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Beware of Popular Kids Bearing Gifts: A Framed Field Experiment

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  • Jingnan Chen

    ()
    (Interdisciplinary Center for Economic Science and Department of Economics, George Mason University)

  • Daniel Houser

    ()
    (Interdisciplinary Center for Economic Science and Department of Economics, George Mason University)

  • Natalia Montinari

    ()
    (Lund School of Economics and Management, Lund University)

  • Marco Piovesan

    ()
    (Department of Economics, University of Copenhagen)

Abstract

The literature on pro-social behavior shows that older children are more generous than younger children; however, the level of individual generosity is heterogeneous even between children of the same age. This paper investigates whether a child’s popularity affects a child’s generosity. Our participants – 231 children, six to twelve years old – decide how many of their four colored wristbands they want to share with another anonymous child. We manipulate the visibility of this decision: in treatment Public, the decisions are revealed to the entire class at the end of the game, whereas in treatment Private children’s decisions remain secret. In addition, we elicited each child’s network of friends using an innovative “seating map†mechanism. Our results reveal that more popular children are more generous in Public than Private decision environments, while less popular children behave similarly in both cases. Moreover, older children in Public display greater generosity than (i) older children in Private and (ii) younger children in either Public or Private. Finally, in Public, older and more popular children share more than less popular older children, and more than younger children regardless of popularity; whereas, in Private there is no effect of popularity on children of any age. Length: 34

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Bibliographic Info

Paper provided by George Mason University, Interdisciplinary Center for Economic Science in its series Working Papers with number 1045.

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Date of creation: Feb 2014
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Handle: RePEc:gms:wpaper:1045

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Keywords: popularity; children; field experiment; public decision making; pro-social behavior;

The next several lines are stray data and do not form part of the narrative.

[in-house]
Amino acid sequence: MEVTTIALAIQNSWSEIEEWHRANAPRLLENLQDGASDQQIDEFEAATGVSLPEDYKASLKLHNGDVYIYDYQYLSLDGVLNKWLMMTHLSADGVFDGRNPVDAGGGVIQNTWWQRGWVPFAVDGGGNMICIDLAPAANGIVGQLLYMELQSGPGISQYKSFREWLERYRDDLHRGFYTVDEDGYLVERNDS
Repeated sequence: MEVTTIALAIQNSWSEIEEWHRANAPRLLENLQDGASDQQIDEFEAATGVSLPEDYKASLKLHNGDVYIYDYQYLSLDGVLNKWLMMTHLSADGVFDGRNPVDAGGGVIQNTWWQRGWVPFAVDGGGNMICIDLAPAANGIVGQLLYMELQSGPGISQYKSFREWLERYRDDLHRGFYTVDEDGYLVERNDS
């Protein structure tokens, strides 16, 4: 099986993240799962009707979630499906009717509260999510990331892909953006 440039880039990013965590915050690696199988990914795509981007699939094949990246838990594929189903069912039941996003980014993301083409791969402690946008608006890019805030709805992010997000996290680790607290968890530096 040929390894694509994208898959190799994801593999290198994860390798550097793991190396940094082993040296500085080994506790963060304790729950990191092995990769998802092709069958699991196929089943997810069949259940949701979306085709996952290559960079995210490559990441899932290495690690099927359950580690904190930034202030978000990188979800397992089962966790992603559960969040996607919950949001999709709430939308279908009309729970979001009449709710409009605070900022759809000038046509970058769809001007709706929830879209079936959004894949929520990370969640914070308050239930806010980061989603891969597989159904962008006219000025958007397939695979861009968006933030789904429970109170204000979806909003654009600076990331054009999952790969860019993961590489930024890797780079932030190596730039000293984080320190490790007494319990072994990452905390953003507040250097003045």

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  1. Brañas-Garza, Pablo & Cobo-Reyes, Ramón & Espinosa, María Paz & Jiménez, Natalia & Kovárík, Jaromír & Ponti, Giovanni, 2010. "Altruism and social integration," Games and Economic Behavior, Elsevier, vol. 69(2), pages 249-257, July.
    • Kovarik, Jaromir & Espinosa Alejos, María Paz & Brañas Garza, Pablo & Jiménez, Natalia & Ponti, Giovanni & Cobo Reyes, Ramón, 2009. "Altruism and Social Integration," IKERLANAK 2009-35, Universidad del País Vasco - Departamento de Fundamentos del Análisis Económico I.
    • Kovarik, Jaromir & Espinosa Alejos, María Paz & Brañas Garza, Pablo & Jiménez, Natalia & Ponti, Giovanni & Cobo Reyes, Ramón, 2009. "Altruism and Social Integration," DFAEII Working Papers 2009-05, University of the Basque Country - Department of Foundations of Economic Analysis II.
    • Brañas Garza, Pablo & Espinosa Alejos, María Paz & Cobo Reyes, Ramón & Jiménez, Natalia & Ponti, Giovanni, 2006. "Altruism in the (Social) Network," DFAEII Working Papers 2006-04, University of the Basque Country - Department of Foundations of Economic Analysis II.
  2. Daniel J. ZIZZO & Andrew J. OSWALD, 2001. "Are People Willing to Pay to Reduce Others'Incomes?," Annales d'Economie et de Statistique, ENSAE, issue 63-64, pages 39-65.
  3. Klaus Abbink & David Masclet & Matthijs van Veelen, 2011. "Reference Point Effects in Antisocial Preferences," CIRANO Working Papers 2011s-11, CIRANO.
  4. Charness, Gary & Rigotti, Luca & Rustichini, Aldo, 2003. "They are watching you: Social facilitation in institutions," University of California at Santa Barbara, Economics Working Paper Series qt37k9n337, Department of Economics, UC Santa Barbara.
  5. Zizzo, Daniel John, 2003. "Money burning and rank egalitarianism with random dictators," Economics Letters, Elsevier, vol. 81(2), pages 263-266, November.
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